Strands of Genius Throwback: NashvilleStrong, Racism is an Ad Campaign, What Does Systemic Mean
plus our thoughts on systems vs. people, and how the project with Dolly Parton came together
Rosie and Faris are on holiday this week, so this is a rerun of Strands from earlier this year featuring our project with Dolly Parton!
:: WHAT’S NEW & WEEKLY GRATITUDE — WEEK OF JUNE 22ND ::
At the start of the pandemic, my dad approached me, asking if Faris and I might want to make a short video for the city of Nashville. It's been a while since we've been on this side of the creative process, but seeing as though our travel plans were canceled for the foreseeable future, we jumped in with excitement.
We talked about how the world of music looks a little different these days, with stages empty and tour buses parked -- but also about how songwriters have always turned their struggles into stories, and stories into songs.
We asked Matt Burch (who you were introduced to a couple of weeks ago as a guest curator) to take our thoughts and turn them into a more punchy script. We asked Cal & Aly if they'd be down to shoot and direct. Our friend Paulie jumped in with some audio edits. And y'all know how much we love Ashley, but we can't tell you how far above and beyond she went to help us bring this to life.
It felt like Humble and Kind was an obvious background track, and we were thrilled that Tim McGraw agreed.
But I couldn't shake this feeling that the voiceover should come from a woman. I hemmed and hawed and asked Faris if I should let it go, or not. He told me that I'd regret it if I didn't at least try to bring in that feminine energy. And so, I called my dad.
"Who were you thinking, then?" was his response.
"Dolly Parton," I said, and paused there. "Thoughts?"
"Oh man... That would be pretty special."
"She's always been about people more than politics, about bringing people together, about using music to help people through tough times," I continued. "Think there's any chance?"
"You never know until you ask," said Dad, so wisely ;)
Y'all, when I said "Dolly Parton," I want you to know that I didn't believe for a second it would happen. It was my moonshot. But that's why you go for the moonshots -- because sometimes dreams *do* come true.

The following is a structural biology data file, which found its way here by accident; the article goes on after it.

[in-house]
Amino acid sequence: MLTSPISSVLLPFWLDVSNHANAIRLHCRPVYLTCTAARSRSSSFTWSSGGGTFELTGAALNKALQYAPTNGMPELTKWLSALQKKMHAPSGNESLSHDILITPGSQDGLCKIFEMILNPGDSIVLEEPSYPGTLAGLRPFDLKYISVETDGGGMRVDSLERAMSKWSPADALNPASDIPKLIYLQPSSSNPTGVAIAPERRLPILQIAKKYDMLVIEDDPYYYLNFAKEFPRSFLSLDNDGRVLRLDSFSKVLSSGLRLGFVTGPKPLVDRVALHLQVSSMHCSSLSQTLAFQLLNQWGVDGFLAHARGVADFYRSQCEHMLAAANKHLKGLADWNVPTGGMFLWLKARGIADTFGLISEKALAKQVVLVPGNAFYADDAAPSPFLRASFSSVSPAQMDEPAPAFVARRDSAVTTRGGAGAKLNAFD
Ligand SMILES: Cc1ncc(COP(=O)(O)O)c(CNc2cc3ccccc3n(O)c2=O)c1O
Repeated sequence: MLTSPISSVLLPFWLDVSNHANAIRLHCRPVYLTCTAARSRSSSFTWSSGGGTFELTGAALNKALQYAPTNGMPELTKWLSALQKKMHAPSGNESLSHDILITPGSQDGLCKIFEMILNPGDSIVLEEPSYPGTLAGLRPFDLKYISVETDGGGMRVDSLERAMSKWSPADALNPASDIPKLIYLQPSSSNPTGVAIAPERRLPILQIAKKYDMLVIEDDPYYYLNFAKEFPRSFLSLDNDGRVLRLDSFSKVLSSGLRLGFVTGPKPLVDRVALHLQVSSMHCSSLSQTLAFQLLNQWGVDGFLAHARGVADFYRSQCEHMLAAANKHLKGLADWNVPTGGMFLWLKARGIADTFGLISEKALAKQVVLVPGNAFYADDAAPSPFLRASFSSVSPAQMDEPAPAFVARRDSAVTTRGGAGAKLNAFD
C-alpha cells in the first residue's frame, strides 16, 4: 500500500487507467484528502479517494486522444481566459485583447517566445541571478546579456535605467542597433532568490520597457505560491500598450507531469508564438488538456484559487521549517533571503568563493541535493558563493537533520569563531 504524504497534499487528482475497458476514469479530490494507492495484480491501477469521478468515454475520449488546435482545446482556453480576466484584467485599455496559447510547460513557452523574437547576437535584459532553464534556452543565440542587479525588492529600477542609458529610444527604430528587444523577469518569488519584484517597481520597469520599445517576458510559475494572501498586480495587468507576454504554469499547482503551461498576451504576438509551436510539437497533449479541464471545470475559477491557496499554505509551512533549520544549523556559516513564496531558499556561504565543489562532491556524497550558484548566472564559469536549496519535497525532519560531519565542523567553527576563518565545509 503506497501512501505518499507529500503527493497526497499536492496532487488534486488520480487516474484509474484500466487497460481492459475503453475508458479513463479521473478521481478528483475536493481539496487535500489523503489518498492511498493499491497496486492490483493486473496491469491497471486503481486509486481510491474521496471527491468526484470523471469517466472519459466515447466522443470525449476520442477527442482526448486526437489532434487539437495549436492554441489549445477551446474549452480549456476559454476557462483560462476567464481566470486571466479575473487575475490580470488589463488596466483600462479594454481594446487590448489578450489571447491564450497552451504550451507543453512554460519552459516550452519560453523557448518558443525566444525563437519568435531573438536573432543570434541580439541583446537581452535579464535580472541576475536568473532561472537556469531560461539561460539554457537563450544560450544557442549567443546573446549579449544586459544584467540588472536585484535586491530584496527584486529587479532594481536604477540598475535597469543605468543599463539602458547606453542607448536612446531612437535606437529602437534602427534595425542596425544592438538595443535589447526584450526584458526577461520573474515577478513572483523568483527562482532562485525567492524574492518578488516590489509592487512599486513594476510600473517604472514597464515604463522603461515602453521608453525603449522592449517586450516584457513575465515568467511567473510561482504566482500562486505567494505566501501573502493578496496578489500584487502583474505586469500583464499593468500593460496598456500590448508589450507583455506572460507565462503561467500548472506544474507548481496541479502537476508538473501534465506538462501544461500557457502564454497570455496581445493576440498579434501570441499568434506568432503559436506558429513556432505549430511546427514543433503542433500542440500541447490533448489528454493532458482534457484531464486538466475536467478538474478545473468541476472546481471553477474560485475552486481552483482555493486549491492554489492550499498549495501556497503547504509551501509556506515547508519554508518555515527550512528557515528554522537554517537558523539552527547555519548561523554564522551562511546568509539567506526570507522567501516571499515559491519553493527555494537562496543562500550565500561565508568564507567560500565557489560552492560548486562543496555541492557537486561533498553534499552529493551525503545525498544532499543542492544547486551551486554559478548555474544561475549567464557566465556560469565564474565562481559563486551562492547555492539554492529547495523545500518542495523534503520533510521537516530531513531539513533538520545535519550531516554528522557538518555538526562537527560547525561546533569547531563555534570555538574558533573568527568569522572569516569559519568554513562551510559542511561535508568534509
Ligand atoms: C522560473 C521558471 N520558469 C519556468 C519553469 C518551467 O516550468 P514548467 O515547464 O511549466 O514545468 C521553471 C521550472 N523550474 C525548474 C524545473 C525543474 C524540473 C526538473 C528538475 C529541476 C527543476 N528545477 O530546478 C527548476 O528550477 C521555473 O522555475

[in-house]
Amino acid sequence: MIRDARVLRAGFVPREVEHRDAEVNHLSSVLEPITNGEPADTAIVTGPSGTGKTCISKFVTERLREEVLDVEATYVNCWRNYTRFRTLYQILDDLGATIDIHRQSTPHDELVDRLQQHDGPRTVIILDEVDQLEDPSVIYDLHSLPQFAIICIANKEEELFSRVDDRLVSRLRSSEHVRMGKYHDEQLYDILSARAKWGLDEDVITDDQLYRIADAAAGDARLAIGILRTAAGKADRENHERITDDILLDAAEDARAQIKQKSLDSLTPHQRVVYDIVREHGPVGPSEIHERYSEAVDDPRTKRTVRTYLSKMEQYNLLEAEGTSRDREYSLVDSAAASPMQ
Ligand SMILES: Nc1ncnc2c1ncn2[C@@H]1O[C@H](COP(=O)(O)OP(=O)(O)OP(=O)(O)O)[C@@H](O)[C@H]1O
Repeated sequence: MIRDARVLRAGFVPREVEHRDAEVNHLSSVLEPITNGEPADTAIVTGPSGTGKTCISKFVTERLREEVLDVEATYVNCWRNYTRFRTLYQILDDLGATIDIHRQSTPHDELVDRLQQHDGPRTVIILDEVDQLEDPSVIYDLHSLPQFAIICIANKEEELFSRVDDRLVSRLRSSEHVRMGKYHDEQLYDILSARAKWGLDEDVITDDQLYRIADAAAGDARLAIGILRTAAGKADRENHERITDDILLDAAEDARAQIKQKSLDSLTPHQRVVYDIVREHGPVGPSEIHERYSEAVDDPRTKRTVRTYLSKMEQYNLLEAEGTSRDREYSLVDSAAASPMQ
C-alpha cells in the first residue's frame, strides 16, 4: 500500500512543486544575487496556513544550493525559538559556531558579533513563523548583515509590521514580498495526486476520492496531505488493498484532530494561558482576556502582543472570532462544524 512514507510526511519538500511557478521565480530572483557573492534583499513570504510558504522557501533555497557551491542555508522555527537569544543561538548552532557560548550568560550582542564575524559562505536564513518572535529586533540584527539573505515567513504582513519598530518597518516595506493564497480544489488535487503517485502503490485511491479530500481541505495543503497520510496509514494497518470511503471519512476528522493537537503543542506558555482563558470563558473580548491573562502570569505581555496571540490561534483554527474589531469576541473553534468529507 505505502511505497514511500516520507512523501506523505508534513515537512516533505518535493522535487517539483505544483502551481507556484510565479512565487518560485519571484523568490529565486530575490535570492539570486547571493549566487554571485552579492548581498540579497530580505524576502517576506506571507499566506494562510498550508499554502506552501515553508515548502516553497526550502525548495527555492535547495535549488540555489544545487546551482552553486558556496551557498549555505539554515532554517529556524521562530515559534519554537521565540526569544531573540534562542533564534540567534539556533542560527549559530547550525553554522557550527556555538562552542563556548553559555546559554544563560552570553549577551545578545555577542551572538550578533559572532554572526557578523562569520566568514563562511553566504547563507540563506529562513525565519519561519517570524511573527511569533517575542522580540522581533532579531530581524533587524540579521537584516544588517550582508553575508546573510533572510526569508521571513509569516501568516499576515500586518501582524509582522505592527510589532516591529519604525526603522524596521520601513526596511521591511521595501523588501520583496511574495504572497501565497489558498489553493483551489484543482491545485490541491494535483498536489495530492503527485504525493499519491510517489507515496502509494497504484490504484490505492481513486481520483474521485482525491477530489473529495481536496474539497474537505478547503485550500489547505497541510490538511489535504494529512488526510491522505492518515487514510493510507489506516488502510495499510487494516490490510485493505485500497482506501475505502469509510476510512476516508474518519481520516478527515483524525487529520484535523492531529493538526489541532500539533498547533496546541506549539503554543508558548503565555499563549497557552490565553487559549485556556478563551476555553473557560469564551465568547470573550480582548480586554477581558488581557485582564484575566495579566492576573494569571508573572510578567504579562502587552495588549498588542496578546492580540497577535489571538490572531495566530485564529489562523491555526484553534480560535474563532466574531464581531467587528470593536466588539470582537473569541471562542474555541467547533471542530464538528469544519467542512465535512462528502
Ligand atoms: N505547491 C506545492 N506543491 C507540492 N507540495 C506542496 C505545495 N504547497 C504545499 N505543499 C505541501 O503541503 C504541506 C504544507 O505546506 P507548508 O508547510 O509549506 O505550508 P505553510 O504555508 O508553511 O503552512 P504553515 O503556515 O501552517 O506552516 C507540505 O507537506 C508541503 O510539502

For a few weeks, I listened to 9-5 and Light of a Clear Blue Morning on repeat. I was shaking in my boots when we got a note from her team saying that she loved the idea and would be happy to be a part of it. I mean, WHAT?! I may have shed a tear or two.
I'm so proud of our team, and of this work. And I'm excited to share it with you today!
The week of June 22nd, we were especially thankful for:
the opportunity to collaborate with friends and family, serendipitous timing, Dolly Parton, Tim McGraw, and all of the love from the Nashville scene.
:: THE LINKS ::
INTRODUCING OUR LATEST PARTNERS, DOLLY PARTON & TIM MCGRAW
“We're all ready to wake up from this and get to work on writing our greatest hit yet. There's gonna be heartbreak, but there's hope too—and faith. Truth is, it's gonna take a lot more than three chords, but that's a start. Let's add a chorus a million strong. A chorus that believes in one simple thing: each other.” Thanks to Muse by CLIO for the spotlight!(Muse by CLIO)
RACE IS AN AD CAMPAIGN
Race is a social construct - that means it’s made of and by people - and racism is a systemic rather than personal problem. It’s also been an ongoing ad campaign. One art director is highlighting that as a call to arms to the industry to help, in big and small ways. “Ask anybody in this industry to name the greatest advertising campaigns of all time. Most will probably say, “Just Do It.” …I look at this country, I look at my skin, and I have to give it up to the evil geniuses behind Race in America.” (The Atlantic)
WHAT IT MEANS TO SAY A SOCIAL CONSTRUCT
Beyond the inherent complicity of people in its construction, what does it mean to say racism is a social construct? What does it mean to say it is systemic? Noah has a very crack at answering that. “what does it mean for racism to be systemic? To my mind, it’s a recognition that a specific moment of racism isn’t just an isolated act, but rather the result of a number of interconnected systems that either don’t stop it or specifically promote it.” (Why Is This Interesting) [Bonus: Compare with Lakoff on systemic vs direct causation in this wide ranging long read on language, metaphor, framing and systems in politics.]
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:: WHAT WE WERE THINKING ABOUT: SYSTEMS & PEOPLE ::